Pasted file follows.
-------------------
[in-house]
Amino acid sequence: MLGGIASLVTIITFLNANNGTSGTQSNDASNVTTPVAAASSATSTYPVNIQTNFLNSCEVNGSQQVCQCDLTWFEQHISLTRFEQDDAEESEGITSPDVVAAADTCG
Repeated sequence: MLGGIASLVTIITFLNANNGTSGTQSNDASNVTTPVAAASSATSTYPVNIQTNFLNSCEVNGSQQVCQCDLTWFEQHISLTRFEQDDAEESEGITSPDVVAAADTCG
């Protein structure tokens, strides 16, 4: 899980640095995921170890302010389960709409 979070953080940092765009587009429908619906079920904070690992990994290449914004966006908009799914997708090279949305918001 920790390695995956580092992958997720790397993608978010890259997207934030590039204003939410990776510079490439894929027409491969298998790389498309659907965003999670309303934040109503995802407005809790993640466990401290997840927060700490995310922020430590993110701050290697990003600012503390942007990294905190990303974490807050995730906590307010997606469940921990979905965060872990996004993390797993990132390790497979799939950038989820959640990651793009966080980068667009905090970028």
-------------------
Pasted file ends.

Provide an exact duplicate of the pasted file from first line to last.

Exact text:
[in-house]
Amino acid sequence: MLGGIASLVTIITFLNANNGTSGTQSNDASNVTTPVAAASSATSTYPVNIQTNFLNSCEVNGSQQVCQCDLTWFEQHISLTRFEQDDAEESEGITSPDVVAAADTCG
Repeated sequence: MLGGIASLVTIITFLNANNGTSGTQSNDASNVTTPVAAASSATSTYPVNIQTNFLNSCEVNGSQQVCQCDLTWFEQHISLTRFEQDDAEESEGITSPDVVAAADTCG
């Protein structure tokens, strides 16, 4: 899980640095995921170890302010389960709409 979070953080940092765009587009429908619906079920904070690992990994290449914004966006908009799914997708090279949305918001 920790390695995956580092992958997720790397993608978010890259997207934030590039204003939410990776510079490439894929027409491969298998790389498309659907965003999670309303934040109503995802407005809790993640466990401290997840927060700490995310922020430590993110701050290697990003600012503390942007990294905190990303974490807050995730906590307010997606469940921990979905965060872990996004993390797993990132390790497979799939950038989820959640990651793009966080980068667009905090970028």